In promoting the sanctity of human life, the Qur'an-e Shariff says that good health, like knowledge, is a divine gift. The family unit nurtures the lives of its members, assisting them in their physical and spiritual endeavours. The wellbeing of individuals, in-turn, contributes to the overall health of the family, and that of society at large.
Mental health is similar to physical health — everybody has it and should take care of it. When we reflect about our health in general, it is important to include the health of our minds as well as the health of our bodies in our thinking, plans, and conversations. On the occasion of World Mental Health Day, 10 October, we reflect on the importance of sound mind and a dignified quality of life.
Being part of the knowledge society and sharing knowledge in multiple ways is an ethic and tradition that Ismailis have inherited from history. It is a responsibility that contributes to a better quality of life for ourselves and others, and ensures a better future for generations to come. Following in this tradition, The Institute of Ismaili Studies (IIS) has partnered with TKN volunteers to help prepare students for graduate-level studies.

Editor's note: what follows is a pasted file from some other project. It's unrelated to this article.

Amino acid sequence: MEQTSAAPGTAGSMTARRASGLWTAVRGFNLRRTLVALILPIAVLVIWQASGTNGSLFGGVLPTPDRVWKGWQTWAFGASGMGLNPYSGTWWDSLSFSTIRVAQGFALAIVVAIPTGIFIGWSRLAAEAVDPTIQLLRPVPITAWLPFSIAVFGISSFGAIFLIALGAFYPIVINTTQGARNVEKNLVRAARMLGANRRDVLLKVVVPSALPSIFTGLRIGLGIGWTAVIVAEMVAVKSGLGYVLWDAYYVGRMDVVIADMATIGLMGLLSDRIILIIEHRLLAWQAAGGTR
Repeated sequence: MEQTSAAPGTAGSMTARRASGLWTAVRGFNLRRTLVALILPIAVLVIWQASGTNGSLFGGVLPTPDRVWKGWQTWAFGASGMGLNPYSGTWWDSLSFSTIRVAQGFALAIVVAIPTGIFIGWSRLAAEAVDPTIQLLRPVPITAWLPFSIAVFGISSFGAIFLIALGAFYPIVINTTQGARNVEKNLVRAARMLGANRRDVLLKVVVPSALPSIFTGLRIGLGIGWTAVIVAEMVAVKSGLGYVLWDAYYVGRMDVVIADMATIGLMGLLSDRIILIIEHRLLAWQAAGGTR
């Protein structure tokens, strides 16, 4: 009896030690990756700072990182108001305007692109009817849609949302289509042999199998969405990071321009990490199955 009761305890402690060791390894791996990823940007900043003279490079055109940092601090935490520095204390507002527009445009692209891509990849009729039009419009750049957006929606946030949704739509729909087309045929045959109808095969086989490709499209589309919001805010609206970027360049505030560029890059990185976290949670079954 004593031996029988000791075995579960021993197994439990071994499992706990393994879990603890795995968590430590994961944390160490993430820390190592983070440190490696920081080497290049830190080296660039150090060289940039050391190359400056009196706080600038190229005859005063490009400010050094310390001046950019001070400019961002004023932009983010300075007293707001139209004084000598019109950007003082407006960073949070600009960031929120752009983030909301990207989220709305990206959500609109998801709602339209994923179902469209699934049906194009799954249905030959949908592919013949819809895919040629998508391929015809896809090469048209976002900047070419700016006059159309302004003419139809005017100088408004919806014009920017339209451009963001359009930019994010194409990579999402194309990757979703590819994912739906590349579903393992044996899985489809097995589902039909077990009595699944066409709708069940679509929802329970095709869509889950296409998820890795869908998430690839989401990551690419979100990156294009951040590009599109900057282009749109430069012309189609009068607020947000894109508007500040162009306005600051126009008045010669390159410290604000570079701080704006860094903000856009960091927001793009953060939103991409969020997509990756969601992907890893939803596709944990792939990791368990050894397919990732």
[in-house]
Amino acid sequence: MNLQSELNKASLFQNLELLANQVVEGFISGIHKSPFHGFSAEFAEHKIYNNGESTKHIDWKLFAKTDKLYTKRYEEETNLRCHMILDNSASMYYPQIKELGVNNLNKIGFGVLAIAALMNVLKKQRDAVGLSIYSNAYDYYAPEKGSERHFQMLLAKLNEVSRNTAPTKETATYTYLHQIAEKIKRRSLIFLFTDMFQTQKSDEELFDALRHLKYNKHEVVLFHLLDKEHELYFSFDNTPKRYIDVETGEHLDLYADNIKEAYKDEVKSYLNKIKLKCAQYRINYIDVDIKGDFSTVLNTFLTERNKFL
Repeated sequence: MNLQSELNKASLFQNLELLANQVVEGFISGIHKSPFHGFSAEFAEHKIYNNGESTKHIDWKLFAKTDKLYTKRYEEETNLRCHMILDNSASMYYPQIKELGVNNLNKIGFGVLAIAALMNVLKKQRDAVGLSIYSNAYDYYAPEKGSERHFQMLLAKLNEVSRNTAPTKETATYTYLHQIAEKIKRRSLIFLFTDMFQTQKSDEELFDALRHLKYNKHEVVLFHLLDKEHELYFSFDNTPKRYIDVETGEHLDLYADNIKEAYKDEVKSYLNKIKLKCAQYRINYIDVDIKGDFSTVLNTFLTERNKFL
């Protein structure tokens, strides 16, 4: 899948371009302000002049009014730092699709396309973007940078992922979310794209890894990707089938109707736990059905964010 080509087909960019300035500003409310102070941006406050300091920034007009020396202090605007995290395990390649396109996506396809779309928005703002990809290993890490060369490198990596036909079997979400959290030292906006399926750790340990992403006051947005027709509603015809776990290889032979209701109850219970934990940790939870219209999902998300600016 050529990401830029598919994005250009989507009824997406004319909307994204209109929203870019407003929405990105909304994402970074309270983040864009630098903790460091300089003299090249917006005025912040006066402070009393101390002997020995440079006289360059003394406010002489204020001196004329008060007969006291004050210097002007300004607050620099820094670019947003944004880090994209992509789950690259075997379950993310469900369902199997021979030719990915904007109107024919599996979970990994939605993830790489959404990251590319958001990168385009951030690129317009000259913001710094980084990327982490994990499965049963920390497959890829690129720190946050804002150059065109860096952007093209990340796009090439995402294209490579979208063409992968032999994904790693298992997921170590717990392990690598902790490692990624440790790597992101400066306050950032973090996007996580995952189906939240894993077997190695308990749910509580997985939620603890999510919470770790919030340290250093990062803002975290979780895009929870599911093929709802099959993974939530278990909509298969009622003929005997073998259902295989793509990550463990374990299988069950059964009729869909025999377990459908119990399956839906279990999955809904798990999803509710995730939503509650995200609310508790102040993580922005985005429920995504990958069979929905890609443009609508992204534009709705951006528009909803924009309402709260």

When was the last time you woke up feeling rested? If it takes a while to answer, this article is for you. Are you someone who checks their smartphone last thing at night, and first thing in the morning? Getting a regular good night’s sleep is a cornerstone of basic health, and essential to our long-term wellbeing. With some helpful tips, we can reverse unhealthy trends, and prioritise a restful routine.
In October 2015, Essena O’Neill, a popular Instagram Influencer, deleted 2000 pictures from her profile in what appeared to be a crisis of conscience. Having counted over half a million followers, and living many young peoples’ dream life, she eventually came to realise that the so-called ‘real world’ was a better place to spend her time.
A year ago today, on 26 June 2018, the Aga Khan Centre was inaugurated by Mawlana Hazar Imam and HRH The Prince of Wales at a special ceremony in London’s thriving Knowledge Quarter. Over the past year, the design features of the building and its gardens, as well as its programme of activities, have come to represent the principles of openness, dialogue, and pluralism.